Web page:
A gimbaled stove with oven would sure be nice. I will survive if it has a built in Origo or something (I would have to have add a Seaswing or equivalent for cooking while underway); but given the choice… Propane is convienient and available, but care needs to be taken to avoid leaks and the Boom Factor. Alcohol (the non-pressurized kind) is pretty safe; but not terribly hot and rather expensive per gallon, and reportedly hard to find in exotic and desireable cruising grounds. However, even if alcohol is expensive, if the boat already has an Origo stove, I suspect it would take a very long time for the extra cost of the fuel to meet the expense of putting in a new propane system. It sure would be nice to have an oven, though.

I’d prefer to have a dinette. For a live-aboard it just seems to make sense. Not a deal breaker, though.

I’m not thrilled with showering on a small boat due to the moisture (it’s unlikely that much in this size range will have a separate shower stall); however some facilities for occasional use are very desirable. Marina or health club showers might not always be practical.

How does one handle wet foulies in a small boat without getting everything inside drenched? Wet lockers or aft heads located near the companionway get major bonus points as a way to deal with this problem; but they appear to be rather rare in this size range.

I want a permanent place to sleep that isn’t in the main cabin. A v-berth, if comfortable and if I can keep it from being a catch all, is fine. As is a quarter berth, if not too cramped. Regardless, I do hope to have the pleasure of occasional female company, so a good double berth (even if I have to occasionally convert a dinette or something) needs to be available. Some boat companies are a bit optimistic with what they call a double. It needs to be usable.

For the sake of potential guests, the head needs to be enclosed. And it needs to have at least enough holding capacity for two people for a week (10 gallons? 20?). Bonus if it has a Y-valve for overboard discharge. If the boat for some reason has just a porta-potti, I might consider using an Air-Head or Natures-Head composting dry toilet.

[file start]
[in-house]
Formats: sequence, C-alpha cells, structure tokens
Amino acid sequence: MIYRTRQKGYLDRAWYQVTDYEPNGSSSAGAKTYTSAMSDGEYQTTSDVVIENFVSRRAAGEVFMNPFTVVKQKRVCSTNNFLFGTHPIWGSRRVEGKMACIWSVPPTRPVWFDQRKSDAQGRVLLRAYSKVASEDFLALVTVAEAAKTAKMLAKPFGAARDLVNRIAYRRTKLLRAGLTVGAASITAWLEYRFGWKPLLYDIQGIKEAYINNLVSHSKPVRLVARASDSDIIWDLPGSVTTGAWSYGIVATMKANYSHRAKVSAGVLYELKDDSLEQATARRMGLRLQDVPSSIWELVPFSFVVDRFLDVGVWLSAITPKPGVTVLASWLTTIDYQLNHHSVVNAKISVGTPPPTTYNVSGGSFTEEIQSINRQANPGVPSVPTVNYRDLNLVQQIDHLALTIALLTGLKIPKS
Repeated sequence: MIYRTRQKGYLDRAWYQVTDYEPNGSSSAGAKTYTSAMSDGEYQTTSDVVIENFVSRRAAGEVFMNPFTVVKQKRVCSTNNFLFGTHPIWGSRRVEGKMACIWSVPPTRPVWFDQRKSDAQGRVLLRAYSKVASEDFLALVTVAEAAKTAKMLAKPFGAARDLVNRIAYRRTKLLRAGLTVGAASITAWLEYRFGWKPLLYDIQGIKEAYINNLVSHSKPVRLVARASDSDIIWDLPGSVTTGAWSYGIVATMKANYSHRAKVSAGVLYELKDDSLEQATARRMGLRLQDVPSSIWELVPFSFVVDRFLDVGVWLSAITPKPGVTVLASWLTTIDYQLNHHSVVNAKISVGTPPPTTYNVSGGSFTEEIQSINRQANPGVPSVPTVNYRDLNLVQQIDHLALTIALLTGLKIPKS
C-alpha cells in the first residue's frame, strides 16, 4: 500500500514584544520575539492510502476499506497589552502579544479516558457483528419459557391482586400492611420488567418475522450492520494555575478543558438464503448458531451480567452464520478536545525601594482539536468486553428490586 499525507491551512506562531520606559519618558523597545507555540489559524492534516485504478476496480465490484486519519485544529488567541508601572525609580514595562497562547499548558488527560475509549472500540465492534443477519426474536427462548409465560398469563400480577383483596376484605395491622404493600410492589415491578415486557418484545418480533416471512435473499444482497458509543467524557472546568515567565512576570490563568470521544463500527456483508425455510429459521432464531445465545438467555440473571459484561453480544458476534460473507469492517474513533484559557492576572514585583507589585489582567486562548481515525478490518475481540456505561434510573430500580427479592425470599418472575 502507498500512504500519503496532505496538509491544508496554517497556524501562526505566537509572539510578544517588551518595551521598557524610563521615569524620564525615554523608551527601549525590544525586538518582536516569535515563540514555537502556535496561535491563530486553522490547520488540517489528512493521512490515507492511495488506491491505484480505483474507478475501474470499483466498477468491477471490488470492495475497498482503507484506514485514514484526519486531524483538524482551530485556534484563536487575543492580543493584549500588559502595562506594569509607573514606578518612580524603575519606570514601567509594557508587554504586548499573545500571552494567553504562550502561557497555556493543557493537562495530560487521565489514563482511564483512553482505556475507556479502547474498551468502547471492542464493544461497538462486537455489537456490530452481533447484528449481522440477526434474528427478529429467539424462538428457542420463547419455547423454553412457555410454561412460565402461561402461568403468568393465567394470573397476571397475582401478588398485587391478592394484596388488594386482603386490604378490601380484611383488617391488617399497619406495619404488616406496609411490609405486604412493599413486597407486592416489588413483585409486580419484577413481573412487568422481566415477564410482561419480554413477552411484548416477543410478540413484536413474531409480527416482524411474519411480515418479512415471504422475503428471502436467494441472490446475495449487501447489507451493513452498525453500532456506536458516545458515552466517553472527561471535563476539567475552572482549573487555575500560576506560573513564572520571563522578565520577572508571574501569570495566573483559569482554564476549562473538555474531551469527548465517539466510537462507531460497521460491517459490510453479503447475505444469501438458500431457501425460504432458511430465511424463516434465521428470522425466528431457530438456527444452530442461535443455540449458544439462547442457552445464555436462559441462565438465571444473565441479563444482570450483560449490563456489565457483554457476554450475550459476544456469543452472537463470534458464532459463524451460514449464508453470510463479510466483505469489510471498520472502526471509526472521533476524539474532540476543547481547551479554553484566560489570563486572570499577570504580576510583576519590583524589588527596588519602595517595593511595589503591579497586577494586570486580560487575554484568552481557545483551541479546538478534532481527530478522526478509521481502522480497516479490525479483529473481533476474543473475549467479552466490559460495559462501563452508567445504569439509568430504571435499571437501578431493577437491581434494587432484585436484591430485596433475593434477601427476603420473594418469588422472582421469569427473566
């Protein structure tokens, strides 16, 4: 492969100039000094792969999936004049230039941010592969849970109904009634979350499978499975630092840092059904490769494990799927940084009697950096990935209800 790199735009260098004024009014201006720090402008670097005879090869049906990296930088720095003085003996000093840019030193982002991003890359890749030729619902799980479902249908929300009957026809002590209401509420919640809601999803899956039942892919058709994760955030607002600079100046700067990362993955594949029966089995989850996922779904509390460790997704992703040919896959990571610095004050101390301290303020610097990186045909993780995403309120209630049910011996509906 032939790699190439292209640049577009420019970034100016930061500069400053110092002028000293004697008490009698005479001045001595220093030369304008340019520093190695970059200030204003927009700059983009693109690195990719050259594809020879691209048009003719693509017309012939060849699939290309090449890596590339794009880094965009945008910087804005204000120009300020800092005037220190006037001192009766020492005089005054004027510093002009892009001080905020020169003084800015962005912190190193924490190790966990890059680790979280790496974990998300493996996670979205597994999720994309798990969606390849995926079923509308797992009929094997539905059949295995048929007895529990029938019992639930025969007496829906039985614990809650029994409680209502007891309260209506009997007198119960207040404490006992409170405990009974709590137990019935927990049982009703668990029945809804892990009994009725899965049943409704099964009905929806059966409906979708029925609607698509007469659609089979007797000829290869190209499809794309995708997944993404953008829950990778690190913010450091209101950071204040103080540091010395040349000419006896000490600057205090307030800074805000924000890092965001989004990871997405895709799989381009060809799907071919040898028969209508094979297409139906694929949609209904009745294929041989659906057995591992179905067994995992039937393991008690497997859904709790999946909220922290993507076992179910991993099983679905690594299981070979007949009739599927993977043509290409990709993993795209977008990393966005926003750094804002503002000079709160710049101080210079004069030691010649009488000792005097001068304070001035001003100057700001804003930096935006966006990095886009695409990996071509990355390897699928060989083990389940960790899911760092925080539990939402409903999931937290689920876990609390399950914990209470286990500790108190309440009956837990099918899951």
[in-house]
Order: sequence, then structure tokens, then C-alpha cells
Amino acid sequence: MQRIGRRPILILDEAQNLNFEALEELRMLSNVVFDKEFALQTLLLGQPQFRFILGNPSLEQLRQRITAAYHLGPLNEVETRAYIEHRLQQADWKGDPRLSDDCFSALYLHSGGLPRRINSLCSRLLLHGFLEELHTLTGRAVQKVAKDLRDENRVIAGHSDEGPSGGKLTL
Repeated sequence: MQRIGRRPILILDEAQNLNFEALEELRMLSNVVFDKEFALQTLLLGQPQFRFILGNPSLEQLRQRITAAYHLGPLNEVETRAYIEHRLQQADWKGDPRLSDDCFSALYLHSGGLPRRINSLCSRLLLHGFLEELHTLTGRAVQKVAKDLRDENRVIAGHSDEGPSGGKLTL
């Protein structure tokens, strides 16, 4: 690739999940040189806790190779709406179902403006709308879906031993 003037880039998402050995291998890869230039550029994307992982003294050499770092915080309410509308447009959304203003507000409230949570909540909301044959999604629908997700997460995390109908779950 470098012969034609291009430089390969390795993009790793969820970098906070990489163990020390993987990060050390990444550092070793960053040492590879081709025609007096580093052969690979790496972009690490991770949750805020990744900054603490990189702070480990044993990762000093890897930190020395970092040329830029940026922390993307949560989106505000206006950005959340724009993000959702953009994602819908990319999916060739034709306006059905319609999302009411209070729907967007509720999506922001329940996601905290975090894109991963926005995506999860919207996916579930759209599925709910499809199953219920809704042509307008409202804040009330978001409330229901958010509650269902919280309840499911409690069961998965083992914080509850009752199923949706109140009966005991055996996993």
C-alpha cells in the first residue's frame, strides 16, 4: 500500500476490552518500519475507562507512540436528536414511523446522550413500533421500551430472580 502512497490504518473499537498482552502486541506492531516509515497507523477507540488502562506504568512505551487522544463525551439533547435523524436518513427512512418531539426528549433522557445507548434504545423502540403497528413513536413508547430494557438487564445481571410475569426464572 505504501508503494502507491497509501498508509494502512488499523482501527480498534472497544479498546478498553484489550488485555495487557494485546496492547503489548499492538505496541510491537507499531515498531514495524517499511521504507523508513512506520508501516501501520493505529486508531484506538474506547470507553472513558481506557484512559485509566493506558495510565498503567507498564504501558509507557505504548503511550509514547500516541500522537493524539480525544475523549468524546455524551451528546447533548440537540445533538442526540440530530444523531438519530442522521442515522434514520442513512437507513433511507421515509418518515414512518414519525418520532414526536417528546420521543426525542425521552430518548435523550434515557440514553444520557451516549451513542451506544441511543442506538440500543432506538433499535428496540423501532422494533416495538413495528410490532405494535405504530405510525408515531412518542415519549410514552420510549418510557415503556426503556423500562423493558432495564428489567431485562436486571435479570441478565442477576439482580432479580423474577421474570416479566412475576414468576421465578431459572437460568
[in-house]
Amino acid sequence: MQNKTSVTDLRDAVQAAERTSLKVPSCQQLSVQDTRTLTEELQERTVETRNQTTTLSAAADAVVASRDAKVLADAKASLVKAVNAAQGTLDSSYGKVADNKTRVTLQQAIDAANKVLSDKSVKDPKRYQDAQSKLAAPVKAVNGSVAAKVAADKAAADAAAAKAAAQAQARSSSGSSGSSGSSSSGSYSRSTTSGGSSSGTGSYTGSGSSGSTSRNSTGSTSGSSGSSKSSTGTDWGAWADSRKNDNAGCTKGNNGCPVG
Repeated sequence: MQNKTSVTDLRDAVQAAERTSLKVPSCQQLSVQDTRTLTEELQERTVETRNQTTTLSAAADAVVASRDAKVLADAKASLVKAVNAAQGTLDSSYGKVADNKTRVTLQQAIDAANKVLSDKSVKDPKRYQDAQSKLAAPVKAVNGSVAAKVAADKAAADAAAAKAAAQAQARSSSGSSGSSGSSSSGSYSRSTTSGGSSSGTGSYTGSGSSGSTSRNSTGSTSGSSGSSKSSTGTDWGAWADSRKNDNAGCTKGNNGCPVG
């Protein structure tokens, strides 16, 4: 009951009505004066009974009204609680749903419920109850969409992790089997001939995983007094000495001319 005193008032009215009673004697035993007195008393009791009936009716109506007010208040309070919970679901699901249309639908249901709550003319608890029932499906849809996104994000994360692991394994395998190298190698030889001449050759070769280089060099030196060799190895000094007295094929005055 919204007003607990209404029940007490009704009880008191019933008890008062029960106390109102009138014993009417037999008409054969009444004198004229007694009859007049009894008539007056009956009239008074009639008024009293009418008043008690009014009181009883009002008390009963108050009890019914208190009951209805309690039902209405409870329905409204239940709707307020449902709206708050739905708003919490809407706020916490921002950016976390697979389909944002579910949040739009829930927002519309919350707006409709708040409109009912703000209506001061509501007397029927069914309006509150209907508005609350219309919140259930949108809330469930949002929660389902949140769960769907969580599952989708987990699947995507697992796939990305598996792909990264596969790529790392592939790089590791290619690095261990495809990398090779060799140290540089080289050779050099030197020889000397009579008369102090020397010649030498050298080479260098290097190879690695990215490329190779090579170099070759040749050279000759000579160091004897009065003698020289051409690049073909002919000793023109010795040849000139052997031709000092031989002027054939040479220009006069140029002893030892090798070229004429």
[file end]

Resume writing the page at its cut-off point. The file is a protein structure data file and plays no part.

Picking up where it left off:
I cannot over estimate the value of a good dodger. If the boat doesn’t have one, the cost of installing one needs to be factored into the price.

MINOR refurbishment needed is acceptable. However, I am not looking to do a major refit. One necessary major project is probably OK. Minor cosmetic stuff isn’t a problem. If I need to rewire, re-rig, re-power, re-core and repaint… too much. I should be able to move on-board within a month or two after purchase. And it should be reasonably comfortable and attractive when I do. Not necessarily new looking. But comfortable.

Electronics are a bonus. I like wind instruments. I can live without them. I like chart plotters. I can live without them. Same for RADAR. I need an autopilot; but I can install that later. A VHF is necessary; but I have no problem installing that myself. There should be 12v and 110v power in several places in the boat.

PRESSURE hot and cold water is VERY desirable. Remember, I’ll be living dockside for awhile. A foot pump for when it’s time to go sailing is just fine. Decent cold storage (given dockside living, preferably a fridge of some type), and enough counter space to prepare at least a simple meal (I don’t often cook fancy meals) is important.

And finally PRICE matters. I’ve been struggling with this one; but I think I can afford $25,000 (with major systems being in decent shape) without messing up my plans too much. I’ll go a little higher for a boat in very good condition. Theoretically I can afford more; but I want the boat paid off quickly (it will probably be financed with the money I receive from selling my rental … whatever doesn’t go into the boat, pays off debts. I want to be debt free quickly). Minor upgrades aren’t part of that cost (I’d expect maybe $10-12,000 in upgrades over three years). Major upgrades should be. All things considered, cheaper is better, of course.

Early favorites with good availability (there are lots of boats with only one or two examples available … I’m not going to list them all):

  • Pearson 323 – current favorite
  • Bristol 29.9 – Last months favorite
  • Cal 31 – Reportedly fast. Capt. Woody circumnavigated in one, I believe. sadly, no permanent sit down chart table, and hatches really too large to be ideal for offshore work, although they’d be great for the Bay.
  • S2 9.2 – The center cockpit version looks particularly interesting for a liveaboard; but I’m not sure I like the look. It has a rare separate shower stall and, dare I say it, a tub of sorts.

This is not an all inclusive list. Just my current favorites. Next month’s list may look very different.